Data & pervasive games and scaling up impact sessions. #thisthat camp at #SussexHumsLab pic.twitter.com/m45wm4e2SF
— SussexHumanitiesLab (@SussexHumsLab) May 20, 2016
Last week I ran a The Humanities and Technology Camp – or THATCamp – at the Sussex Humanities Lab. These open, delegate led meetings are among my favourite bits of academic life: spontantous, creative, democratic, fun, productive, egalitarian. Although everything on the intersections between humanities and technologies goes at such things, our event included a minor hack: we had a theme – Scale – and with it a (wonderful) keynote. And so This&THATCamp Sussex Humanities Lab was born, the ‘This’ furthered by us playing around with the scheduling, creating two-hour slots for ‘proper’ sessions that required time and space and one-hour slots for briefer, more impromptu (usually discussion) offerings. And it worked really well, encouraging us to be concise where concision was required and providing room for more in depth work where that was needed.
One of the things I stressed to attendees was that I wanted us to do and make things rather than talk about doing and making things. This has nothing to do with hack vs yack, but rather a desire to capture the ideas, expertise, and energy in the room, particularly as we were such as diverse group with undergraduates and professors, humanists and social scientists, academics and non-academics all represented.
Much of what we made is currently lingering on our Slack channel, but there are a few treats available right now:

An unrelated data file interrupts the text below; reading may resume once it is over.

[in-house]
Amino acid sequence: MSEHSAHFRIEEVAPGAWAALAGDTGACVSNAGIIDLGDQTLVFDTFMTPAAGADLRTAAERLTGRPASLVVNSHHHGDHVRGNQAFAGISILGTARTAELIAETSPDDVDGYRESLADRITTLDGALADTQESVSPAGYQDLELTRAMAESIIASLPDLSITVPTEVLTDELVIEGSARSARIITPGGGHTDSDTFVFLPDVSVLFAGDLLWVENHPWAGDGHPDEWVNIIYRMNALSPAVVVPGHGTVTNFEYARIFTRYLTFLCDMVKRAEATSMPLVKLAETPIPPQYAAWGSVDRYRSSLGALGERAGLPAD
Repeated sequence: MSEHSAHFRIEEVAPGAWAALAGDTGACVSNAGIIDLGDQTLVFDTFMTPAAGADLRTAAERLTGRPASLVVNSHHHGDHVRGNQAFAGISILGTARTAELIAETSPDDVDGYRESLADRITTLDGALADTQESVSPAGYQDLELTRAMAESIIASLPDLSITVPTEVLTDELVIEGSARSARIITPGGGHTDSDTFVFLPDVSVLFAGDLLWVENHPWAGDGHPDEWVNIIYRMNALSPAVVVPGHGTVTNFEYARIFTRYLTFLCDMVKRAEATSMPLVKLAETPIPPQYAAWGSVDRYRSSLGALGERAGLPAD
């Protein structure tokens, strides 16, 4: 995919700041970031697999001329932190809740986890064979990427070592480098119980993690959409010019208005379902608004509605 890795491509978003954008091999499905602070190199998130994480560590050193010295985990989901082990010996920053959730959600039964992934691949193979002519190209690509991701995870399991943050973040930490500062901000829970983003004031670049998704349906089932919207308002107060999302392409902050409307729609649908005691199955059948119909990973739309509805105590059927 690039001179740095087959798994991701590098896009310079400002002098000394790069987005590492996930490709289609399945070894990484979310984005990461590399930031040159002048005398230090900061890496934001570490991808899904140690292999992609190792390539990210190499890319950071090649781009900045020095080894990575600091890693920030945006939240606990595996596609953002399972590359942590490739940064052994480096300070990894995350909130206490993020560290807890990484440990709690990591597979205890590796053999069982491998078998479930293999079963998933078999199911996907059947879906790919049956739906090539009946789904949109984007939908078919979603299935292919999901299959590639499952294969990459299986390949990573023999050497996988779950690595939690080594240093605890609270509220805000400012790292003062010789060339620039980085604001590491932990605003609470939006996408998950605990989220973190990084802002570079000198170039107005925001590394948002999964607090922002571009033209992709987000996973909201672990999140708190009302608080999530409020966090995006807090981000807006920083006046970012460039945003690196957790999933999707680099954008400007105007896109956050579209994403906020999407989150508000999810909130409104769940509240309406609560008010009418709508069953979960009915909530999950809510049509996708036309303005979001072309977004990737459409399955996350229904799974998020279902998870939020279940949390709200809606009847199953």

- Everything we could find out in an hour on Friday 6 February 1789
- A list of proposed mini sessions,
- My digital history lectures from this year
- Notes and video from the keynote
As ever, I had a blast. I worked with old friends and made new ones. I thought through complex problems that dog the work that we digital humanities do (I may, for example, never use the phrase “distant reading” again). And I learnt so much: that there are people out there fighting to keep all births, marriages, and death data from Ancestry, that there are tools out there that can – with a little effort – turn my R code into interactive visualisations, and that undergraduates and Digital Humanities do mix.
Without the generosity, open-mindedness, and willingness to fail of those who attended – not least my colleagues at the Sussex Humanities Lab who put so much effort into running the event – none of this would have happened. So bravo folks. Awesome job.
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